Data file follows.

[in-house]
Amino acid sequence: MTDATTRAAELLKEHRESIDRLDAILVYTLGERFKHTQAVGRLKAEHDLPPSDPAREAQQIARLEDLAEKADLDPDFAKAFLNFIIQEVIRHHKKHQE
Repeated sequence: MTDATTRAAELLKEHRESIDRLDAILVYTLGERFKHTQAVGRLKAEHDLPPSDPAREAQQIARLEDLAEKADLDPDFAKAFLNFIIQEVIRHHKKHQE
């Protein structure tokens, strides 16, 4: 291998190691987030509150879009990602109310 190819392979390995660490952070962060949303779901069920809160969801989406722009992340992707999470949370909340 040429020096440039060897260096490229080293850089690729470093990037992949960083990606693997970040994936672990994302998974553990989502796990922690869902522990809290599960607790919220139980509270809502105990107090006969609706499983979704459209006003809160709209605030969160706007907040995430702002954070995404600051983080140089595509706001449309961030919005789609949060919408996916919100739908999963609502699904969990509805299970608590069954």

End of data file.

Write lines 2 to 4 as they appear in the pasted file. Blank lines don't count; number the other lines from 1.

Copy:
Amino acid sequence: MTDATTRAAELLKEHRESIDRLDAILVYTLGERFKHTQAVGRLKAEHDLPPSDPAREAQQIARLEDLAEKADLDPDFAKAFLNFIIQEVIRHHKKHQE
Repeated sequence: MTDATTRAAELLKEHRESIDRLDAILVYTLGERFKHTQAVGRLKAEHDLPPSDPAREAQQIARLEDLAEKADLDPDFAKAFLNFIIQEVIRHHKKHQE
């Protein structure tokens, strides 16, 4: 291998190691987030509150879009990602109310 190819392979390995660490952070962060949303779901069920809160969801989406722009992340992707999470949370909340 040429020096440039060897260096490229080293850089690729470093990037992949960083990606693997970040994936672990994302998974553990989502796990922690869902522990809290599960607790919220139980509270809502105990107090006969609706499983979704459209006003809160709209605030969160706007907040995430702002954070995404600051983080140089595509706001449309961030919005789609949060919408996916919100739908999963609502699904969990509805299970608590069954």